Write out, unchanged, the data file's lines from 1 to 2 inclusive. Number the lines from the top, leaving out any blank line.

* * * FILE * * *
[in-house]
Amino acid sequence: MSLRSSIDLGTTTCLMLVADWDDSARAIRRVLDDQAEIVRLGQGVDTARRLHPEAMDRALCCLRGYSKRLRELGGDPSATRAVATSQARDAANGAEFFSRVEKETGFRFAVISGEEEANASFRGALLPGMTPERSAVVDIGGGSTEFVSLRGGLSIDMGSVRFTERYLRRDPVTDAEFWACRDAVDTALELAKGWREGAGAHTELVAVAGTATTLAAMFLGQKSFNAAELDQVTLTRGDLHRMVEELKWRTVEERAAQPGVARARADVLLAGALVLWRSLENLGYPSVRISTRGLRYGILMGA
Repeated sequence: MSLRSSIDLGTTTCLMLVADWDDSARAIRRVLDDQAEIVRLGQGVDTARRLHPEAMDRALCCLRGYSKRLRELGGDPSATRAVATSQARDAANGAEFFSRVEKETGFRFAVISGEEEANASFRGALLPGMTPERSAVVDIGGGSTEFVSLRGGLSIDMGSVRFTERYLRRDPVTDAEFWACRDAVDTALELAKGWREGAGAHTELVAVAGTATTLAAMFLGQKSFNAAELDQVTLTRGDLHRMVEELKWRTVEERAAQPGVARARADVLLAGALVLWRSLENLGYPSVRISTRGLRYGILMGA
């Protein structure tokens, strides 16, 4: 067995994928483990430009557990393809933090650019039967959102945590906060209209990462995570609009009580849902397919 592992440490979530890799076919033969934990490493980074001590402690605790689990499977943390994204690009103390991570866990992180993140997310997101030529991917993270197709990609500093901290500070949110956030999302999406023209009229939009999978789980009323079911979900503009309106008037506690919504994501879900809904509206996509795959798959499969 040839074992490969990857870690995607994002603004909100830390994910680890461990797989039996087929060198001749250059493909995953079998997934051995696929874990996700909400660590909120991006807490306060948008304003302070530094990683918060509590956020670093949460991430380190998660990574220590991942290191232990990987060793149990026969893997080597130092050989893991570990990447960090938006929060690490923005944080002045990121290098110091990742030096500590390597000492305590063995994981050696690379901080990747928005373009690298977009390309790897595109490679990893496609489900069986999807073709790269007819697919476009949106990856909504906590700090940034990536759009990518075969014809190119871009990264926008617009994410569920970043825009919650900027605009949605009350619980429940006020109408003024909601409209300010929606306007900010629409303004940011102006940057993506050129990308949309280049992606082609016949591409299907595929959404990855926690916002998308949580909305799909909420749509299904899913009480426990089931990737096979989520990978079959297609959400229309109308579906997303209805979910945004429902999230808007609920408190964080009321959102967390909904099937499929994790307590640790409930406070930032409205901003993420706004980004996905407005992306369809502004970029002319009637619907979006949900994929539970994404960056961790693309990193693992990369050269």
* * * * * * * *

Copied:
[in-house]
Amino acid sequence: MSLRSSIDLGTTTCLMLVADWDDSARAIRRVLDDQAEIVRLGQGVDTARRLHPEAMDRALCCLRGYSKRLRELGGDPSATRAVATSQARDAANGAEFFSRVEKETGFRFAVISGEEEANASFRGALLPGMTPERSAVVDIGGGSTEFVSLRGGLSIDMGSVRFTERYLRRDPVTDAEFWACRDAVDTALELAKGWREGAGAHTELVAVAGTATTLAAMFLGQKSFNAAELDQVTLTRGDLHRMVEELKWRTVEERAAQPGVARARADVLLAGALVLWRSLENLGYPSVRISTRGLRYGILMGA